Quest acquires Bitkoo – another step for Quest to play with the big boys

19.12.2011 by Martin Kuppinger

During the past few years, Quest has acquired several other IAM vendors: Völcker Informatik (Provisioning and Access Governance), Symlabs (Virtual Directory Services), Vintela (Linux/UNIX Authentication and Integration), and e-DMZ (Privileged User/Account Management) are just some examples of this shopping spree. The newest addition to the Quest portfolio is Bitkoo, a vendor in the  Dynamic Authorization Management space (http://jacksonshaw.blogspot.com/2011/12/quest-acquires-bitkoo-and-dives-into.html).

This acquisition comes as no surprise given that Dynamic Authorization Management is one of the most interesting amongst the emerging segments within the IAM market. Dynamic Authorization Management is about externalizing authorization decisions from single applications and performing them against centralized backend systems, based on centralized rules. Instead of hard-coding security into applications and instead of having to maintain authorization rules in a lot of different applications, Dynamic Authorization Management systems build the backend for such decisions.

Dynamic Authorization Management thus is a core piece of identity and security services and “Application Security Infrastructures”, i.e. the set of services applications rely on when externalizing identity and security. Such services include administration (for example using central directory services), authentication (best based on versatile, context-/risk-based authentication), authorization (Dynamic Authorization Management), and auditing/alerting. The latter is sort of the missing piece, and in that area there is a lack of standards. But that is a topic I’ll cover in another post.

So Quest has acquired Bitkoo. That is not surprising given that Bitkoo fits well into the Windows-centric strategy of Quest. It adds to the portfolio, making Quest one of the vendors with a comprehensive portfolio of IAM solutions. Quest is, from the breadth of its portfolio, playing in the same league as the well-known big vendors in that space like CA, IBM, and Oracle (which, by the way, all have something to offer around Dynamic Authorization Management). Quest has shown a clear strategy in acquiring other vendors over the past years. Now it’s up to Quest to tell this message to the world, proving that they are more than the corner store selling a mish-mosh of tools for administrators. Quest has another portfolio now – and that makes them a really interesting competitor in that market.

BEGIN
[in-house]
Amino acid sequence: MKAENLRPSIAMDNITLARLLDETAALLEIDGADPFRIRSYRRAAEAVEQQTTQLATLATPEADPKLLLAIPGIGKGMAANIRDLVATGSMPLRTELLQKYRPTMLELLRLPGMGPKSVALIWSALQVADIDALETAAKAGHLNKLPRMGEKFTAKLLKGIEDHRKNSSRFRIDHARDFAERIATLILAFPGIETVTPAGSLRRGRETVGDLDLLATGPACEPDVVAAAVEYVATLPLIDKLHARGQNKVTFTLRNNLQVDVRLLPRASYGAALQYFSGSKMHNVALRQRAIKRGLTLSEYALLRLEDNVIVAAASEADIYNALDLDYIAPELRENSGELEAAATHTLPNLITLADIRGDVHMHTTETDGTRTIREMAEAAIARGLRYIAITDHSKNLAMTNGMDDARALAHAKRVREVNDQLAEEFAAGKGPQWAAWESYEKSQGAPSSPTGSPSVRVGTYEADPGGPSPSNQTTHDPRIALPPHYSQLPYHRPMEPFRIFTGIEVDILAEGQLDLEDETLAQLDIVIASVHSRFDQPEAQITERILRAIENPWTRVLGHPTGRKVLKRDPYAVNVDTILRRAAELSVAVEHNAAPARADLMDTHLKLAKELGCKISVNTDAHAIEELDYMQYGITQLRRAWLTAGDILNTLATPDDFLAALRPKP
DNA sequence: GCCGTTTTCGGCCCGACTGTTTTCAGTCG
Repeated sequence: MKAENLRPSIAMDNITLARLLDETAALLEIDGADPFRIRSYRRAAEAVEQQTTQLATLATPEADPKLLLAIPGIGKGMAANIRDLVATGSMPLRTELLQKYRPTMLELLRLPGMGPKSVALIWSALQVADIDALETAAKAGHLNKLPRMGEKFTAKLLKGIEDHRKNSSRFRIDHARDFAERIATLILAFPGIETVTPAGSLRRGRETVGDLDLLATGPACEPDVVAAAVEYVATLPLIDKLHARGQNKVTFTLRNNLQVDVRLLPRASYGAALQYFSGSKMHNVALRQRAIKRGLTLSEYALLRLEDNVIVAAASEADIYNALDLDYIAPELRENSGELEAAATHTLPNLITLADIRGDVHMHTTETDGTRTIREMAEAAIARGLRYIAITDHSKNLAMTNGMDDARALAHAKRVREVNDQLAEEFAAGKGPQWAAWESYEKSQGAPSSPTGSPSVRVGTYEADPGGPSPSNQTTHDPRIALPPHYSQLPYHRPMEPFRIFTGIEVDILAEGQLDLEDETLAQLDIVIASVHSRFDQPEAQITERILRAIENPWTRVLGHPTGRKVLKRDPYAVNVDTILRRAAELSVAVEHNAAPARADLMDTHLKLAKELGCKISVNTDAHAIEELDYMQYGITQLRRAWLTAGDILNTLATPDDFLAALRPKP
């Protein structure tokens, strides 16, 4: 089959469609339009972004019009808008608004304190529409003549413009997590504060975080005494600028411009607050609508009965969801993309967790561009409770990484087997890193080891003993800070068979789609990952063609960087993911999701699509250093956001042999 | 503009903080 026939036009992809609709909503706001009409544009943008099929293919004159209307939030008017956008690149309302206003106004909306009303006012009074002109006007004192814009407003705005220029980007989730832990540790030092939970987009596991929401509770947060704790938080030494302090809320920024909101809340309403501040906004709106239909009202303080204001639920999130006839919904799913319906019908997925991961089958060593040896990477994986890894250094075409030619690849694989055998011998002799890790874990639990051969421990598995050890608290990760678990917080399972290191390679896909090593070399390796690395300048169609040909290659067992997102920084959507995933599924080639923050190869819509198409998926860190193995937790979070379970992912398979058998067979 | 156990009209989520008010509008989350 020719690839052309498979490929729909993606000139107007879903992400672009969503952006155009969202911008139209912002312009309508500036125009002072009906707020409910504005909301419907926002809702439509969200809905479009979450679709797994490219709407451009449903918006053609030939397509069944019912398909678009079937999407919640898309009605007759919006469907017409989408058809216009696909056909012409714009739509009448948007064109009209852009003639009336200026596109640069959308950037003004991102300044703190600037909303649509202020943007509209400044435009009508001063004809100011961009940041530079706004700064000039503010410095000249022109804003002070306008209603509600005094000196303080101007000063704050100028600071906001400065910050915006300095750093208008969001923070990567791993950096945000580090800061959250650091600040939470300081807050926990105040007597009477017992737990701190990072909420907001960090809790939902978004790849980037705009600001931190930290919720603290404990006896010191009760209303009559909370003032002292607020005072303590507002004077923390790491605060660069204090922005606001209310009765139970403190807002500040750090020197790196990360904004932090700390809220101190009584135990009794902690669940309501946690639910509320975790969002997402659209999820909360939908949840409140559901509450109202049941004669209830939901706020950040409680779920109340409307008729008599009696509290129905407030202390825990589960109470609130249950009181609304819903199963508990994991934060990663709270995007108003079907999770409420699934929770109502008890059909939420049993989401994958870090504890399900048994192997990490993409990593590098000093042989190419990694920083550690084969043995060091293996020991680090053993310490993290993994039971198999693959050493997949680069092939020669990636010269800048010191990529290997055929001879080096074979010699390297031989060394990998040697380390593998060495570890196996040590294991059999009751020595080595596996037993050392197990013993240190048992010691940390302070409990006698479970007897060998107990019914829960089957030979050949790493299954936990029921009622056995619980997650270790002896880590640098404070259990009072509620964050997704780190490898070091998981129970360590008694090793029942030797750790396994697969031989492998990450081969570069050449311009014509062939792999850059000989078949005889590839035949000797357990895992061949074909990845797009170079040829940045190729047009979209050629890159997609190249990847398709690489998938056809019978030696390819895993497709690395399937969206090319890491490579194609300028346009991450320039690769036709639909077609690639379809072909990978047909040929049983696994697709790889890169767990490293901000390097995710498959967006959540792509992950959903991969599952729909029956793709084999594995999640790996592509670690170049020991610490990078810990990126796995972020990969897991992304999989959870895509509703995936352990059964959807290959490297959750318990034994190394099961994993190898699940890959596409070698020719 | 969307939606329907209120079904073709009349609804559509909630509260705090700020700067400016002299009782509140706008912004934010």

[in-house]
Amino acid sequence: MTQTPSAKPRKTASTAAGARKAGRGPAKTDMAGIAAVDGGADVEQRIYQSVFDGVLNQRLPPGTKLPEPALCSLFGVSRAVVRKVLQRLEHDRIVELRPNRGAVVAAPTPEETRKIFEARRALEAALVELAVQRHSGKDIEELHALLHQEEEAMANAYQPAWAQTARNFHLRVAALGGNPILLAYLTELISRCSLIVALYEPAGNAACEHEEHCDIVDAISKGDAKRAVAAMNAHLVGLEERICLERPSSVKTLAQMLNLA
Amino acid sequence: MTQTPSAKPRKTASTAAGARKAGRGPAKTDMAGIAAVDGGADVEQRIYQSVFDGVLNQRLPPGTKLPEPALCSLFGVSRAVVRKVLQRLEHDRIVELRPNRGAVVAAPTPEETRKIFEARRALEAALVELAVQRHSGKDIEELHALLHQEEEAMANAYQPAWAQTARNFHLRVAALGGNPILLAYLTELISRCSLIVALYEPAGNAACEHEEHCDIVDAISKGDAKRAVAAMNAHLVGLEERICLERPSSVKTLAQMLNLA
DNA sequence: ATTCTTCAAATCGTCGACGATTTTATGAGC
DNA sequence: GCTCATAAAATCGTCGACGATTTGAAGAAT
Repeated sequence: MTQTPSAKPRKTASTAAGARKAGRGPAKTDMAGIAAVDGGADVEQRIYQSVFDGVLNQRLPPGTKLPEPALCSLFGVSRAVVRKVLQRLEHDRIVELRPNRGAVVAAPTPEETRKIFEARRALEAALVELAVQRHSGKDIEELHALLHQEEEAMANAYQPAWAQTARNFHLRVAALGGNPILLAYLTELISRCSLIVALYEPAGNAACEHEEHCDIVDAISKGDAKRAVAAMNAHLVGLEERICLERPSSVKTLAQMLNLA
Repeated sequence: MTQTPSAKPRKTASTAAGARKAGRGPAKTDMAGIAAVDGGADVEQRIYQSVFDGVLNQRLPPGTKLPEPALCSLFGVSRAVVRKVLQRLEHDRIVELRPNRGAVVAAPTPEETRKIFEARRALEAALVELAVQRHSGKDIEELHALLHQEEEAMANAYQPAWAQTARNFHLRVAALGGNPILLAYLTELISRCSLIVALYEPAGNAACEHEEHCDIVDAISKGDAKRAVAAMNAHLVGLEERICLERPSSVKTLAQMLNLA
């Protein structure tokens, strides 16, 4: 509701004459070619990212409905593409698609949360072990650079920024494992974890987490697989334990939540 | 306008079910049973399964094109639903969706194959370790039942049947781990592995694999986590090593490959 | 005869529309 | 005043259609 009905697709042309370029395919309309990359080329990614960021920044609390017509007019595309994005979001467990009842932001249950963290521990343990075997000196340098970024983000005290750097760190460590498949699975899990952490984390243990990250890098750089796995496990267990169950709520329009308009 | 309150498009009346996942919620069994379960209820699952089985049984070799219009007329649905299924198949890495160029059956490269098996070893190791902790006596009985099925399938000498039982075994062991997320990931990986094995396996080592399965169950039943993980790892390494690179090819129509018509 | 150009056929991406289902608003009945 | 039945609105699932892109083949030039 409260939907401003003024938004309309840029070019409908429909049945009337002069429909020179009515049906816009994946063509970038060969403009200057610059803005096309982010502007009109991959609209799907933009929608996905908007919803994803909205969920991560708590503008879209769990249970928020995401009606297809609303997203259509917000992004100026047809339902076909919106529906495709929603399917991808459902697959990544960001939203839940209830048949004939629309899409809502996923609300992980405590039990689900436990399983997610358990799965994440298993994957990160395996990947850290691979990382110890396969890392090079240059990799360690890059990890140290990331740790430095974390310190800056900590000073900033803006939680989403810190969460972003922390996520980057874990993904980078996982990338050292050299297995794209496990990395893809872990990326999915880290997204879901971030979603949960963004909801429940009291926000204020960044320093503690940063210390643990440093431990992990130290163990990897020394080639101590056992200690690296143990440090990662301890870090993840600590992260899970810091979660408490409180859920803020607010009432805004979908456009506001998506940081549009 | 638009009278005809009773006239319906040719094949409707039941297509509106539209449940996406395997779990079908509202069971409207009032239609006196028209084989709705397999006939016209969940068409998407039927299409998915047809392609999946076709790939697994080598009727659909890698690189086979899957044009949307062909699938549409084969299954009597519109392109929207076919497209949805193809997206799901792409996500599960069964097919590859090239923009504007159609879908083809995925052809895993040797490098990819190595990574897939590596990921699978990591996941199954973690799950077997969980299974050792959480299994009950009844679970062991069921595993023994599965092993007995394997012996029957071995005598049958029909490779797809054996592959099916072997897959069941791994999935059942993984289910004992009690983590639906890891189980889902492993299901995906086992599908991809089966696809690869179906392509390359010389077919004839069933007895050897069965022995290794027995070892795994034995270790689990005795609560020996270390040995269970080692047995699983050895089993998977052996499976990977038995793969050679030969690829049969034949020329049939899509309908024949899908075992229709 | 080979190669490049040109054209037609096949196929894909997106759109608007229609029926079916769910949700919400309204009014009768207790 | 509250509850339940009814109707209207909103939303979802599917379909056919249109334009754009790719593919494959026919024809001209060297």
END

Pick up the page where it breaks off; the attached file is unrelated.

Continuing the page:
This acquisition will most likely also increase the attention on Axiomatics, the most prominent specialized vendor left in the market of Dynamic Authorization Management. Axiomatics is on one hand the independent alternative – and on the other hand the obvious acquisition target number one now that Bitkoo is part of Quest.


Security – the key to smart grids and planets

08.12.2011 by Martin Kuppinger

This week was the 6th National IT Summit in Germany. Like always, that’s where big speeches are made and little happens. The German BITKOM (Bundesverband Informationswirtschaft, Telekommunikation und neue Medien e.V.), the IT and communications industry lobbyist association put the topic of smart networks (or grids) on the table. They requested initiatives (and money) to build such networks. That comes as no surprise, given that the smart world will require massive investments. So driving this forward makes sense.

However, the big problem to solve for this smart world – whatever it will look like – is security. I’d blogged about this quite a while ago, titled “Is an insecure smart planet really smart?” This question is not even still valid, it has become increasingly important. In Germany, there has been a large exercise – sort of a field exercise – just recently called LÜKEX. Many governmental organizations, police, and others are involved, this time upwards to 3,000 persons. In former years it has been about terrorist attacks with bombs and the like. This year it has been about CyberSecurity.

Networking the world requires a very well thought out approach on security. And it requires the willingess not to connect everything. The problem is that many of the initiatives around smart “whatevers” ignore this. There is a BITKOM presentation of mid 2011 which does not even mention security. Fortunately, BITKOM at least mentioned the need for security at the National IT Summit. Nevertheless it looks like the need is neither fully understood nor adequately prioritized. My perspective is that it has to be the priority number one for everything which is done around the smart world. Without security, nothing will be smart.

And even with well-thought security we have to be always aware that everything we network, especially including all the SCADA devices, will massively increase our security risks. So being not too smart might be smarter sometimes.


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